As a child, I spent time with older people that I loved and admired. They were confident, independent, and free to choose what they wanted to do. To me, being old seemed magical, the start of a satisfying way of life. Over the years, I paid attention to milestone birthdays – 21,40,50 and expected to feel different every time. But I didn’t until I turned 70 . That day, something shifted and I awoke feeling different. I’d arrived. I think that slipping my feet into a pair of black patent leather high heeled shoes did the trick. Those were the shoes that had blistered my feet too often and caused them to ache. They were a symbol of discomfort, restriction and conformity. I slipped them off and gave them away. After all, aging was empowering.
I crawled into bed that night with a good book and a glass of red wine to celebrate. Celebrate what? I wasn’t sure. Suddenly, family and good friends became even more precious : more valuable, and I decided to make the most of what remained of my time on this earth. Music and books enriched my life but I soon learned that aging g is not for wimps. Of course I suffered from the odd ache as well as moments of memory failure. I had a bit less stamina too.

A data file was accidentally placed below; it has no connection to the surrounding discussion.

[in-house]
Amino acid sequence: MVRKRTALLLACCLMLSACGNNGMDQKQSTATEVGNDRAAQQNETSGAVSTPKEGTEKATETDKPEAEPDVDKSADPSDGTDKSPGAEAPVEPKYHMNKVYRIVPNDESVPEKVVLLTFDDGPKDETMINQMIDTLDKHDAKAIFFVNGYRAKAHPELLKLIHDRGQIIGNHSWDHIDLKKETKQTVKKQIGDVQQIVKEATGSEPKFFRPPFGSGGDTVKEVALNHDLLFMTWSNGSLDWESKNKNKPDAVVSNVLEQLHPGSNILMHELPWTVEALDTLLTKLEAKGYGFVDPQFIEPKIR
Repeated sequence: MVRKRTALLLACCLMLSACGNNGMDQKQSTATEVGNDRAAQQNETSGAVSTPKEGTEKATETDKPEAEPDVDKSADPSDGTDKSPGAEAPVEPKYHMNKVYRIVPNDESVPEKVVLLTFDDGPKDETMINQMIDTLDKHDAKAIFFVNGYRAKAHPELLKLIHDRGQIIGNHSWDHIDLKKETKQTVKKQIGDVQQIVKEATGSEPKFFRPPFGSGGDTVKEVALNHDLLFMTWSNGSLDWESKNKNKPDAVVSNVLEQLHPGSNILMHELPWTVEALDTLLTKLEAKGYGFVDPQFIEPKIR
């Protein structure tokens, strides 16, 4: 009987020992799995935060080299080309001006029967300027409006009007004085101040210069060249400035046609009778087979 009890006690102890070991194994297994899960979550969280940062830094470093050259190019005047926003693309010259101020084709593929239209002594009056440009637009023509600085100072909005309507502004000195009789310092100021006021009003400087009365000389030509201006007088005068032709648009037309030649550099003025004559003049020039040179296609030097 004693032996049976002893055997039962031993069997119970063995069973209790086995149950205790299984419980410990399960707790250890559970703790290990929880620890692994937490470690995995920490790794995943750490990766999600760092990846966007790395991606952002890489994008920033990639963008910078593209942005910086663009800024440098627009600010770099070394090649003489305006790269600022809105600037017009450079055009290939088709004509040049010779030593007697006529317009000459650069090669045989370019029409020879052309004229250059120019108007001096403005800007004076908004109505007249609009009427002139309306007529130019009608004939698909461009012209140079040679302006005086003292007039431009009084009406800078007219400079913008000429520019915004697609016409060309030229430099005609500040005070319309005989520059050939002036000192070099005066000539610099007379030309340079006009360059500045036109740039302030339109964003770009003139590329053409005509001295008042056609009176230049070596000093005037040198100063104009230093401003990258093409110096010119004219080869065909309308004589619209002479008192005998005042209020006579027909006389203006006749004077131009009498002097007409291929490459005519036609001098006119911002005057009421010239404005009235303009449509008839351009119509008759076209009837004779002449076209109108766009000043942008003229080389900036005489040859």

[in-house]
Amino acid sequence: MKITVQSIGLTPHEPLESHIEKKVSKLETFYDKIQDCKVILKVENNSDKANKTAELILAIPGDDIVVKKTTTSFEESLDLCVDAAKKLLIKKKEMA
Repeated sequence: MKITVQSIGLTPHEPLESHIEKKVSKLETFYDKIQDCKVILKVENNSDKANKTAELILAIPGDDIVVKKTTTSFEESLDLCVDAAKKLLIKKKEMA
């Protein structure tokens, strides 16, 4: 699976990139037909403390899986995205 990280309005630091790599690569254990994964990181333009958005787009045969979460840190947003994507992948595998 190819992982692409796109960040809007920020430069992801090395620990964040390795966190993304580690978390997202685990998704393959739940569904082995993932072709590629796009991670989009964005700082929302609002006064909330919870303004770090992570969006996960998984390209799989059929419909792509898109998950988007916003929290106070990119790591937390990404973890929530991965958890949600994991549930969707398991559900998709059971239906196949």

I now wear some of my inner feelings on the outside and am far more comfortable with myself. i admit to my vulnerability as I no longer have to pretend. I am one of the fortunate ones who owns an apartment and a car, and I still drive. I am surrounded by family and friends who care about me and love me.
I’ve joined the ranks of the ‘wrinklies’ who are products of a high standard of education and health care. I feel that I have earned all my wrinkles and laugh lines as well as the graying streaks in my hair. I’m showing the young ones that aging can be a time of pleasure, opportunity, satisfaction and new horizons. Youngsters need to hear something other than the gloom and doom of pessimistic old people. Old age sure beats the alternative.